A national security and privacy survey sponsored by CA showed that security threats from within an organization now are a bigger problem than attacks from external sources. At the same time, the number of U.S. organizations reporting loss of confidential data and reduced customer satisfaction has increased by 55 percent and 65 percent, respectively, in the past two years.
According to the CA 2008 Security and Privacy Survey, in 2008 more than 34 percent of organizations reported a loss of confidential information as a result of security attacks and breaches, up from 22 percent in 2006. Reduced customer satisfaction as a result of security attacks and breaches has also significantly increased from 20 percent in 2006 to 33 percent in 2008. Respondents also reported additional business costs from compromised security, including:
- Loss of productivity – 61 percent in 2008 compared to 52 percent in 2006.
- Loss of trust/confidence – 35 percent in 2008 compared to 30 percent in 2006.
- Embarrassment – 33 percent in 2008 compared to 28 percent in 2006.
Survey responses indicate one reason for the rise in information loss and decline in customer satisfaction is the changing nature and source of security threats themselves.
While other major security attacks are reported to be on the decline, internal security breaches are steadily increasing. In 2008, 44 percent of survey respondents identified internal breaches as a key security challenge over the 12 months preceding the survey – compared with 42 percent in 2006 and 15 percent in 2003. Conversely, the number of respondents reporting virus attacks in the 12-month periods preceding the 2006 and 2008 surveys decreased from 68 percent to 59 percent, network attacks from 50 percent to 40 percent, and denial-of-service attacks from 40 percent to 26 percent.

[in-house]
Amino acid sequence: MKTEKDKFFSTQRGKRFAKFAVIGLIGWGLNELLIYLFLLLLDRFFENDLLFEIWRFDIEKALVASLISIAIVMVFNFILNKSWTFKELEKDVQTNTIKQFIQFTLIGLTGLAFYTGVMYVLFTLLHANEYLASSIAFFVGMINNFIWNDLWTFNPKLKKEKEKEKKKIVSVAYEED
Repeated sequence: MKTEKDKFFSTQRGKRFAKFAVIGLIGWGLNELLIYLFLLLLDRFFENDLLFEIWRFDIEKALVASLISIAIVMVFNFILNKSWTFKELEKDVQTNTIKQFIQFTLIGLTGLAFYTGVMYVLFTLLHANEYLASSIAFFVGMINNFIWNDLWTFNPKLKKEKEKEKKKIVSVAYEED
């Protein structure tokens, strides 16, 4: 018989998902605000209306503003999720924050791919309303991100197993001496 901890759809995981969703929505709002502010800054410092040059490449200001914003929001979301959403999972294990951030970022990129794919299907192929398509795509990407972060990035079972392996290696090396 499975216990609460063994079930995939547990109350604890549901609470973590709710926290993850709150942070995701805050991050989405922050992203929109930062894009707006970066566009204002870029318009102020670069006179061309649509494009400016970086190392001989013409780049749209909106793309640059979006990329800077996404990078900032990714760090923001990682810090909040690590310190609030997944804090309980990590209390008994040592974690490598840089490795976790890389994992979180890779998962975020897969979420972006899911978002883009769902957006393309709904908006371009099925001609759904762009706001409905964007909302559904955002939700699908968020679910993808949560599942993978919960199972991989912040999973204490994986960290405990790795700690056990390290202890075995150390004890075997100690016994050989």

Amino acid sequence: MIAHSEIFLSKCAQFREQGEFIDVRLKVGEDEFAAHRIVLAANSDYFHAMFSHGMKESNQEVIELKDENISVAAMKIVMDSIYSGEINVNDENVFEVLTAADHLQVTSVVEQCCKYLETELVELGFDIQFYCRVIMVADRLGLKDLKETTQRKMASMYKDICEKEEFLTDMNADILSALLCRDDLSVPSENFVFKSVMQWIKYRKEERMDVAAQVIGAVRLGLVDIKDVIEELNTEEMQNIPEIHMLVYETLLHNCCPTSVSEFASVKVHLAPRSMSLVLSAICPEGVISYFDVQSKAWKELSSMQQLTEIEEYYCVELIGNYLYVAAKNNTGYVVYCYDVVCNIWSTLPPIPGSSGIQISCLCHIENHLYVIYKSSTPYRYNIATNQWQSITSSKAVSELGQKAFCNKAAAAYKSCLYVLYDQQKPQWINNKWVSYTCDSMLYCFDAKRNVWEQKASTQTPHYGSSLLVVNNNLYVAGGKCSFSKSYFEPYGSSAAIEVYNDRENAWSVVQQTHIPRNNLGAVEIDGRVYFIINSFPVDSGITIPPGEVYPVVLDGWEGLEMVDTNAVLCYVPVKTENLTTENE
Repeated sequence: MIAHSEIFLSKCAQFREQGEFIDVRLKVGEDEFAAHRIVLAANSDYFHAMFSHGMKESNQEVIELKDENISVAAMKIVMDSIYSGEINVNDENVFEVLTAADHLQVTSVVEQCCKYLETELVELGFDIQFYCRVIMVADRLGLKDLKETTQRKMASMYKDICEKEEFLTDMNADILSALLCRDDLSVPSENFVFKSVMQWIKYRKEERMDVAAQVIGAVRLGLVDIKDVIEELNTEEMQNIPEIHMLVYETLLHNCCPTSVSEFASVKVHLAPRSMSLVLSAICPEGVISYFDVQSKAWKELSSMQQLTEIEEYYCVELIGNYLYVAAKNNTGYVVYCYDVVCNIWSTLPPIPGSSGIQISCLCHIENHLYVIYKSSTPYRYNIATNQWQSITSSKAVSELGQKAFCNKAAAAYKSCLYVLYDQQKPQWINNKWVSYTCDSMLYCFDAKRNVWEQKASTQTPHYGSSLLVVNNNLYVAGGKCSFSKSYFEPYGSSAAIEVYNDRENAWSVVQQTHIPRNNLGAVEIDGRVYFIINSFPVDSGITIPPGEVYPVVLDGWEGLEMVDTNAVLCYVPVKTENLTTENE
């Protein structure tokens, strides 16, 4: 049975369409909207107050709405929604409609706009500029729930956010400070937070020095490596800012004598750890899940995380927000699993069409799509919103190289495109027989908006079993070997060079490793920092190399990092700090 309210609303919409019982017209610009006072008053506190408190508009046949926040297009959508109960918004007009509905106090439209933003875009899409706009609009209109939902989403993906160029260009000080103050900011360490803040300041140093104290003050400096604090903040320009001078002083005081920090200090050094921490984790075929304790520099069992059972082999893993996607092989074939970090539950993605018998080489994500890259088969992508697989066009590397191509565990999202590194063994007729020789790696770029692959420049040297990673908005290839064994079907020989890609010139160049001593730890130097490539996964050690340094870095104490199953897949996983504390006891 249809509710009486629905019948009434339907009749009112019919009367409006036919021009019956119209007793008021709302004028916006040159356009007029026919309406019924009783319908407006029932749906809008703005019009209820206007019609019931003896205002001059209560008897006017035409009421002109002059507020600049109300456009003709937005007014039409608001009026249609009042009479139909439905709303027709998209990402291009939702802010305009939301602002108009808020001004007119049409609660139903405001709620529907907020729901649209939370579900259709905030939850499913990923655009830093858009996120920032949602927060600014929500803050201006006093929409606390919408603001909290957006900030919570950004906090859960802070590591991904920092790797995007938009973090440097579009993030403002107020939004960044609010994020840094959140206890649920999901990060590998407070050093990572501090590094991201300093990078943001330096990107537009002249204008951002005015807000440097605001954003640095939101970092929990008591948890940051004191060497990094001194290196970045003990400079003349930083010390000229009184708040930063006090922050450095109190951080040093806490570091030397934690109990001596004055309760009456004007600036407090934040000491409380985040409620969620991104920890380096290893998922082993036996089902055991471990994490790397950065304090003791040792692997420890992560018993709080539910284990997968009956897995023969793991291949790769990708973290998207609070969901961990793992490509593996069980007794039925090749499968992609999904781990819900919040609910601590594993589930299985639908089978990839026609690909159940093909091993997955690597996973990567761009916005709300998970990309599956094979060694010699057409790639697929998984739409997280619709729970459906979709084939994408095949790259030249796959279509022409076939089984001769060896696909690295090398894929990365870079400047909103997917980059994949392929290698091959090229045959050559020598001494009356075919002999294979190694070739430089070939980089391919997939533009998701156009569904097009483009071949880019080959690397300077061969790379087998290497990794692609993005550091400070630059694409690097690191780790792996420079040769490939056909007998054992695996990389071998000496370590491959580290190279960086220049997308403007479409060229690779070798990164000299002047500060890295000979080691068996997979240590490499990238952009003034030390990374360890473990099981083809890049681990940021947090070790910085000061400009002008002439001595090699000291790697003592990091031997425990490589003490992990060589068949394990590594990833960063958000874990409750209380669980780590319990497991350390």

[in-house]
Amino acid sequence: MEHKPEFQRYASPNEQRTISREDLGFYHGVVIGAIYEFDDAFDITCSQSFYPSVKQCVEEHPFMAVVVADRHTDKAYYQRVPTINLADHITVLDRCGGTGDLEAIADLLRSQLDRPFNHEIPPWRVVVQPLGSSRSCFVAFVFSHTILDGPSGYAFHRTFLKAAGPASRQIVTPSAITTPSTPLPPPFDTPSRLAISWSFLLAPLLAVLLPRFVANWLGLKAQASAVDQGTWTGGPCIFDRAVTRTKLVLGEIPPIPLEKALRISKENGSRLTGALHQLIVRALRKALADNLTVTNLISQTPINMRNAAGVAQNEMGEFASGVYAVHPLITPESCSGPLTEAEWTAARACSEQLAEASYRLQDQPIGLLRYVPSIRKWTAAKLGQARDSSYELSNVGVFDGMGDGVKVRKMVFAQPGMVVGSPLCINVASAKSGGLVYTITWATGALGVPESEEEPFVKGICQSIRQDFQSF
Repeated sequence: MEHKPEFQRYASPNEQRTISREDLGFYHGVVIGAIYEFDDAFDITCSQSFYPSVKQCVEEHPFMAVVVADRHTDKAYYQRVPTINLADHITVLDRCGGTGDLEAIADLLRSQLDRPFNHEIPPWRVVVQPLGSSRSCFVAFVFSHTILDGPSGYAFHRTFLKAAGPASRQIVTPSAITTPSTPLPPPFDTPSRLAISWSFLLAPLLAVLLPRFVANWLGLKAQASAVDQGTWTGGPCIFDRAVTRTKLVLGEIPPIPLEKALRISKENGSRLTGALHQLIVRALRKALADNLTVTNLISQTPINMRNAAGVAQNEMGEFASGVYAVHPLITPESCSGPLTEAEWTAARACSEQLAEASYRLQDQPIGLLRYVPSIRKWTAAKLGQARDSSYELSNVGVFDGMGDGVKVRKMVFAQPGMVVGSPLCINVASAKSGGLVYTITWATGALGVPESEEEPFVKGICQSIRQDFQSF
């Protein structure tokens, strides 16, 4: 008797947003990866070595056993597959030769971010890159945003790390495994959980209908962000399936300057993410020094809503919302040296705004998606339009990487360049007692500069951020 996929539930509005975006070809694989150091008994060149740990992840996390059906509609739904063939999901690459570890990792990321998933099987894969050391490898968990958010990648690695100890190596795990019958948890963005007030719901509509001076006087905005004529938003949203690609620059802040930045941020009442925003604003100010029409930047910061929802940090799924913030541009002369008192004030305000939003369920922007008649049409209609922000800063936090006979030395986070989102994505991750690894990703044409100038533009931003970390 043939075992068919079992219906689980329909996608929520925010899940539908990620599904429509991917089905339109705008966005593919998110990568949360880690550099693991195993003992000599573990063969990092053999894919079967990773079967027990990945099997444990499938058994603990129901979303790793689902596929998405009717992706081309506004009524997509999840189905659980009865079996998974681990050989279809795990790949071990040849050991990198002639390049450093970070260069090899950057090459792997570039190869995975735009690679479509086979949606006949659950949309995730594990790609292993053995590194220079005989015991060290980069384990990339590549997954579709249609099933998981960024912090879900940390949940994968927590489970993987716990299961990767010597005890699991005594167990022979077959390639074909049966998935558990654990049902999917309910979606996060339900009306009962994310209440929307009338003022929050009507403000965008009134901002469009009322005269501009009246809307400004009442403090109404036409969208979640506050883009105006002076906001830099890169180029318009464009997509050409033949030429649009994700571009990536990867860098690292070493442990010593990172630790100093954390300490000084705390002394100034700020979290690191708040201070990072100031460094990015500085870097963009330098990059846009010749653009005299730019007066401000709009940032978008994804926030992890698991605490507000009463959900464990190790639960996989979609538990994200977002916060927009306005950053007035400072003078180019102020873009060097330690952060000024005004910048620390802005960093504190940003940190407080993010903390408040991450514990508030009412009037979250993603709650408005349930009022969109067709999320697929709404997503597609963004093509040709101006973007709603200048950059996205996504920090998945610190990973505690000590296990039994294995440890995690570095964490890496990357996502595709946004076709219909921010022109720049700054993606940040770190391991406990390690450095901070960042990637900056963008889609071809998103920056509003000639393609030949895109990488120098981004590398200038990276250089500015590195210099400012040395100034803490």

Security compliance costs
The CA survey results show there has been significant time and IT budget spent on IT security compliance to help meet regulations and mitigate future risk.
Fifty-seven percent of respondents reported that their IT organizations spend 20 percent or more of their time on ensuring IT security compliance, and 56 percent indicated their organizations spend 20 percent or more of their IT budget on ensuring IT security compliance.
Combating attacks and internal breaches
Critical to successfully combating security attacks and breaches is an organization’s willingness to invest, but nearly 32 percent of U.S. security executives believe their own organization’s spending on IT security is too low.
The survey results point to Identity Access and Management (IAM) solutions as a key and growing area of security investment by large U.S. organizations. IAM solutions enable organizations to facilitate and control access by their users to critical online applications and resources — while protecting confidential personal and business information from unauthorized access.
Survey respondents indicate that more than 85 percent of large U.S. organizations are using an IAM solution, with 75 percent of those organizations planning to make further IAM investments within the next 12 months. Sixty percent of those polled who are not currently using an IAM solution plan to implement or roll out IAM functionality within the next 12 to 18 months.